The duty cycle control 50 also has an output 53 which is connected to the modulation generator 38. In a second duty cycle control mode, the duty cycle control establishes two conditions for the sine wave generator 38, a first in which the modulation signal is provided to the voltage controlled oscillator 26 for modulation thereof, and a second in which modulation is off and the voltage controlled oscillator 26 has a constant frequency at about the resonant frequency of the load.
A display 60 is coupled to the wattmeter circuit 32 for providing an indication of the actual power delivered to the load. In some cases, it is convenient to make the display multi-functional for selective display of delivered power, modulation level, resonant frequency, and the like.
It is worthwhile to note that the AC line input 21, in the preferred embodiment of the invention, is coupled to the remainder of the system without the use of an isolation transformer. Elimination of an isolation transformer increases the efficiency of the system which can be important in certain ultrasonic generators. In the illustrated embodiment, the only element interposed between the AC line input 21 and the power supply modulator 46 is an RFI filter 61 which prevents transients generated in the ultrasonic generator from being coupled back to the AC line. A DC power supply 62 is also driven directly from the line, and as is more conventional, will include a stepdown transformer for reducing the level of the AC voltage to a level compatible with the necessary DC supplies, in a practical embodiment, positive and negative 15 volts and positive 5 volt supplies.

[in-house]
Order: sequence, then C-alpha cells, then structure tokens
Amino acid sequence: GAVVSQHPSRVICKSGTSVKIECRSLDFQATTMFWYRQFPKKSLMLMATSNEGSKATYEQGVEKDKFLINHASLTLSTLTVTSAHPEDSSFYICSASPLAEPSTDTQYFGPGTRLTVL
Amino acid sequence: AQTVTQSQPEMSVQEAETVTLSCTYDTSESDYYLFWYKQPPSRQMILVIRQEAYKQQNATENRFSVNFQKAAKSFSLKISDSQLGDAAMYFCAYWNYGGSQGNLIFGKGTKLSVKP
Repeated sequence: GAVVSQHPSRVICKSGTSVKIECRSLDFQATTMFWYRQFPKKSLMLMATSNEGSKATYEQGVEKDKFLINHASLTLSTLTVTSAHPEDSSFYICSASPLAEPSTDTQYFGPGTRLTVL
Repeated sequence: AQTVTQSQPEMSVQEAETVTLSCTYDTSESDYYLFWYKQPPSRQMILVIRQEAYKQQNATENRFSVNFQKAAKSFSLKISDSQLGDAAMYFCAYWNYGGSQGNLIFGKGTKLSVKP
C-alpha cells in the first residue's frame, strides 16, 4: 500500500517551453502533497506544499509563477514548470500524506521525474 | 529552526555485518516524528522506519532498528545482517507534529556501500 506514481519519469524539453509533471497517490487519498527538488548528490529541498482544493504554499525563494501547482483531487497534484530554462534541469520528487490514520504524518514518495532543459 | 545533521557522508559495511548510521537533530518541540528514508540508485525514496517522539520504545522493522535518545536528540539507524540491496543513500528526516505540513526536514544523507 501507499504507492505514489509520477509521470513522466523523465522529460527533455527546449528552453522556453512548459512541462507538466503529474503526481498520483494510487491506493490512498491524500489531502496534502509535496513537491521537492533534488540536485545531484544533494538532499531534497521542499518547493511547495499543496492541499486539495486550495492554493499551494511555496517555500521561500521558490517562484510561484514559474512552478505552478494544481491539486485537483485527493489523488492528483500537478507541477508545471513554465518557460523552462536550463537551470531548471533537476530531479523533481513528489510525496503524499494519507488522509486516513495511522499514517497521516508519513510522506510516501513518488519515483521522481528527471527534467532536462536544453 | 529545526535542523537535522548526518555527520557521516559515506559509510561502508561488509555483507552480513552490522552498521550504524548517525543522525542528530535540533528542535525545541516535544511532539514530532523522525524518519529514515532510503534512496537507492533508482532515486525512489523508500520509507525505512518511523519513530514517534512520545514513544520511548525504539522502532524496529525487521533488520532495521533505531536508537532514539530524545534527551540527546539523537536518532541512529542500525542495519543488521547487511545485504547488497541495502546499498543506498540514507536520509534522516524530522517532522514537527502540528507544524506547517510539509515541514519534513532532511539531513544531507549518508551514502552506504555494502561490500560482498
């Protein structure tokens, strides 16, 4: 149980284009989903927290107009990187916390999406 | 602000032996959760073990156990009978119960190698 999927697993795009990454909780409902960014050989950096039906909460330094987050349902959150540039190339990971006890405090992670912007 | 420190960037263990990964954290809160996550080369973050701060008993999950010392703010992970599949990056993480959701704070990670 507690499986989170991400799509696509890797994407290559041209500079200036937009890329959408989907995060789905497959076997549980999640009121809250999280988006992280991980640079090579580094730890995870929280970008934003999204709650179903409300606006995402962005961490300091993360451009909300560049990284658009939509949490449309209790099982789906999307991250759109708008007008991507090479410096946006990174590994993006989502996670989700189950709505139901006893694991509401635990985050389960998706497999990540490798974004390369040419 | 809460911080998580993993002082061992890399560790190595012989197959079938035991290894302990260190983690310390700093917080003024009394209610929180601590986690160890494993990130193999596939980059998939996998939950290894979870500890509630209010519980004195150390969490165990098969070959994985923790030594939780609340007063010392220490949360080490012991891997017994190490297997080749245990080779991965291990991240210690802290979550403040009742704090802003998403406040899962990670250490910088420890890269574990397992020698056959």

Turning now to FIGS. 2a-2d, there is shown a circuit diagram of a preferred embodiment of the invention having the structure and functionality of the system described in connection with FIG. 1. The circuit diagram is simplified to a certain extent by eliminating certain connections and components which will be utilized in the actual circuit, but whose presence in the patent drawings would only serve to distract from an understanding of the invention. Thus, for example, certain biasing resistors which would be used to implement a particular biasing network have been eliminated, with the network reduced to a single biasing component so as to focus on the functionality of the bias rather than the structure of how a particular circuit element would be applied. It will be appreciated that one skilled in the art will thus be appraised of the important structural and functional features of the invention, and in implementing the invention with particular circuit components, will be able to include the additional peripheral elements necessary to make that structure function.